Dundee's Learning Together initiative sets a fine example. Simply teaching is so last century. Raymond Ross suggests we could all do better
Large, colourful posters adorn every classroom wall in Dundee.
The banners exclaim Learning Together in Dundee, an initiative born out of the Assessment is for Learning Programme, which is being advocated in schools across Scotland.
The LTiD philosopy is: "We all wish to become better learners."
To do this the aim is to: share lesson goals; ask questions to help understanding; take time to think, discuss and share ideas; give and receive feedback; discuss the next step.
It is described as "a major initiative by the education department to change classroom practice to meet the needs of all learners in the 21st century".
"Dundee is different in that we are looking at everything we do in our schools, from learning and teaching, pupil support and behaviour management to citizenship, health promotion and PSD, linking all these agendas through formative assessment," says the city's assessment co-ordinator, Maureen Ruddy.
"But if you call it formative assessment, people don't see the full picture. So we call it Learning Together."
Launched last September, LTiD was adopted by the education committee in April as the learning and teaching strategy for the city and it is the authority's expectation that every teacher in Dundee will be up to speed on the strategy by 2007.
"LTiD is now becoming the mainstay of everything we do in our schools, a single strategy for developing learning and teaching. I'd say we are unique, the only authority committed entirely this way," says Mrs Ruddy.
Teachers are using classroom approaches such as sharing learning goals with pupils, asking questions which encourage thinking, giving time for reflection and sharing ideas, providing feedback to improve the quality of their learning and involving pupils in determining the next steps in their learning.
Within a few months of its launch, the approach already appears to be paying off. Teachers have reported improvements in pupil motivation, behaviour and self-esteem which in turn are leading to improvements in attainment and achievement.
"The most important thing is the active involvement of pupils in their own learning, sharing goals, assessing their own work and reflecting on what helps them to learn. The more involved they are, the better they learn," says Mrs Ruddy.
To nurture pupils' self-esteem, a classroom must provide a sense of security; a sense of identity; a sense of belonging; a sense of purpose - helping pupils create visions of what they want to achieve and what kind of person they want to be; and a sense of personal acceptance - offering ways to achieve goals, and giving access to resources.
"It's not about learning and teaching in any narrow sense, because the same approach, the same formative asessment strategies can be used for behaviour management," says Mrs Ruddy.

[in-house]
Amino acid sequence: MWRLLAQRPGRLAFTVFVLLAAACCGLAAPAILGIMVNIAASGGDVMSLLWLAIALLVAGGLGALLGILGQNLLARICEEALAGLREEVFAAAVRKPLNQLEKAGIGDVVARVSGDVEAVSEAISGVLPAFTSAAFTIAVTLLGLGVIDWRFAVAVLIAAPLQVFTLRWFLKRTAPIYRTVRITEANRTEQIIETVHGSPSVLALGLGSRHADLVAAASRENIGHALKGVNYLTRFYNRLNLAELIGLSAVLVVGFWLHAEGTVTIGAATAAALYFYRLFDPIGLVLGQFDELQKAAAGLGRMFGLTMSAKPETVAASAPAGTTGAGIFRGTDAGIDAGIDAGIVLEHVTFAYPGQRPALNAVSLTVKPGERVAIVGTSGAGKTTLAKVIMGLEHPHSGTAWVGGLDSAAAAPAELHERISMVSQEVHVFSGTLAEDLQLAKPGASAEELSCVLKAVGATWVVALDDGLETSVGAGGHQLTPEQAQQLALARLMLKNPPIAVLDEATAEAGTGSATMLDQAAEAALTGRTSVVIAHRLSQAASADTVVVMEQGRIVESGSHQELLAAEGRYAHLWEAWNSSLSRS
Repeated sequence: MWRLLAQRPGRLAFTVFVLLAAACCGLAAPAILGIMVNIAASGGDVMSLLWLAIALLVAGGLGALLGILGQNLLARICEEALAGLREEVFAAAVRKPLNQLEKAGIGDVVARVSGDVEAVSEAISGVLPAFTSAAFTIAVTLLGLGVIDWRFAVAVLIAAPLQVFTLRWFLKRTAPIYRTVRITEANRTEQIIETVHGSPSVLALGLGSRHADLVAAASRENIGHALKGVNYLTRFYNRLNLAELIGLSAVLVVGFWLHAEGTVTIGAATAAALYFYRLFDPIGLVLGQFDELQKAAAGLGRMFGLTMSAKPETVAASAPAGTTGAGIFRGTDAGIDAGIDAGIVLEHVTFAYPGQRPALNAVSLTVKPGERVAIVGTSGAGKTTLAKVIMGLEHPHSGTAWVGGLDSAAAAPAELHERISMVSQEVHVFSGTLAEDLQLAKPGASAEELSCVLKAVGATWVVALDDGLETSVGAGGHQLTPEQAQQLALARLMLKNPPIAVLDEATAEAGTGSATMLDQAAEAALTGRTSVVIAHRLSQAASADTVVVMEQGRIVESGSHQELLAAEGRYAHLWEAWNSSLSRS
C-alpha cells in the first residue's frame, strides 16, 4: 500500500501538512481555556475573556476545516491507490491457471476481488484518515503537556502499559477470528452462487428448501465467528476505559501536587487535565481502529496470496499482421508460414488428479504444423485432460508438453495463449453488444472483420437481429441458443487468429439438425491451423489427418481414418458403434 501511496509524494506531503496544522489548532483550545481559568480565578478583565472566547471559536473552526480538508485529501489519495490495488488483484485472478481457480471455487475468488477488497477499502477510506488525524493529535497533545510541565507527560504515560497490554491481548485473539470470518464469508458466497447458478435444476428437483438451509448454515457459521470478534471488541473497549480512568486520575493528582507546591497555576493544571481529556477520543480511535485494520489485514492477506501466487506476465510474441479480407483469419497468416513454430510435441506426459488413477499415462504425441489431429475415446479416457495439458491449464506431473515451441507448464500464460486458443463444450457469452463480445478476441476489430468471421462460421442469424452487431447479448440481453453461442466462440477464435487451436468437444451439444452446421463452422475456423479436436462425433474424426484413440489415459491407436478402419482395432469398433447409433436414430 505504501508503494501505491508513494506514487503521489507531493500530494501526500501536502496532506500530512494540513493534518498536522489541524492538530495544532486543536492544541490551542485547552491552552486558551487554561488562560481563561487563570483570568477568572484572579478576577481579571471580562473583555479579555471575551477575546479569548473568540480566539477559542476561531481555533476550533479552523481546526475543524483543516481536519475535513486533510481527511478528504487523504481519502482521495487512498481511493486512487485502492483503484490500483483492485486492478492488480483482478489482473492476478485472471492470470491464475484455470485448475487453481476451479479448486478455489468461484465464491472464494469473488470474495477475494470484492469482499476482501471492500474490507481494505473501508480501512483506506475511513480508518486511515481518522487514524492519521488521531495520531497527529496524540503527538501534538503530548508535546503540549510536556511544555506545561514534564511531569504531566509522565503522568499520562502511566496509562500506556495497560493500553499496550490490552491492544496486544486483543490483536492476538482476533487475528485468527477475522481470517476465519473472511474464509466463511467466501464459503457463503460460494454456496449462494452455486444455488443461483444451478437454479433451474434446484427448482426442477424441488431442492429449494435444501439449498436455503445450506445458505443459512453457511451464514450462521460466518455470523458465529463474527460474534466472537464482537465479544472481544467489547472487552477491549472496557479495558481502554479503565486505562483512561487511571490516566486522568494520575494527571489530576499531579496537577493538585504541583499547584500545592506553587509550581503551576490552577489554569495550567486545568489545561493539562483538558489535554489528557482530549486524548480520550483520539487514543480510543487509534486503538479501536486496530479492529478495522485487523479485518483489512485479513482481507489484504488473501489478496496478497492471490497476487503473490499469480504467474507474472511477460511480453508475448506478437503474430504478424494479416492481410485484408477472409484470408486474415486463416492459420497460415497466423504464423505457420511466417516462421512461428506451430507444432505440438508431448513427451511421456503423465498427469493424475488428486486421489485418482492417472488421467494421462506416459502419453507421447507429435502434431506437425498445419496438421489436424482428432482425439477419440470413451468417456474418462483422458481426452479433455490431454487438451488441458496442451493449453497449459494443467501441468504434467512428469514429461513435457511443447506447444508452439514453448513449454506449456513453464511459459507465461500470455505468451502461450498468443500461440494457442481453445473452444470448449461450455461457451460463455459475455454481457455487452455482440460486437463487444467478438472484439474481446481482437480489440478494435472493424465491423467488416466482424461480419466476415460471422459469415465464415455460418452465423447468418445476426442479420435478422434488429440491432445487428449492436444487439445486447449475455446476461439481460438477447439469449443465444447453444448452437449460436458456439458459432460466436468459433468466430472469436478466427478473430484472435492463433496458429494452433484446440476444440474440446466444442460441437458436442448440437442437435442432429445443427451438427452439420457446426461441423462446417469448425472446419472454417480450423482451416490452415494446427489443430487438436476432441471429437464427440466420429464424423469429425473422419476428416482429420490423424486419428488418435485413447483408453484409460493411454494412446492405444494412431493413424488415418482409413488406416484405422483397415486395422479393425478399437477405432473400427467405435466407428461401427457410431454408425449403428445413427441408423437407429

"We don't need separate strategies here. Nor do we, for example, for staff CPD. The strategies are already in the Learning Together approach."
A great deal of in-service is being done in Dundee, at senior management, whole school, cluster group, departmental and individual levels to ensure LTiD is up and running within two years.
To strengthen the links between parents and schools (an LTiD aim), Dundee has gone beyond printing and distributing its information leaflets by organising an "open voice" event, held over two nights in a city centre hotel.
When 120 parents turned up to share their concerns or ask questions, they were grouped to discuss topics they had raised and asked for three solutions. The results were then voted on.
"Their ideas are to be fed into authority plans - making them part of Learning Together," says Mrs Ruddy.
One Dundee primary is now organising a similar event for parents in a local pub, while a secondary is organising a staff "open voice" event.
Seventy pupils from 11 schools (nine primaries and two secondaries) have already held their "open voice" and all the bullet points, solutions and numbers of votes have been disseminated to all Dundee schools.
ATTRIBUTES OF EFFECTIVE LEARNING
LTiD guidelines define five key attributes of effective learning experiences:
* Ethos for learning - valuing the individual, having positive relationships and high expectations
* Interaction - using effective questioning and discussion, showing tolerance and intervening as appropriate
* Understanding - using questions to extend thinking, knowing the learning intentions, extended outcomes and success criteria
* Reflection - being self-evaluative, taking responsibility and knowing how to use metacognition strategies (thinking about thinking) * Feedback - being sensitive, constructive and motivational, identifying next steps and giving advice for improvement.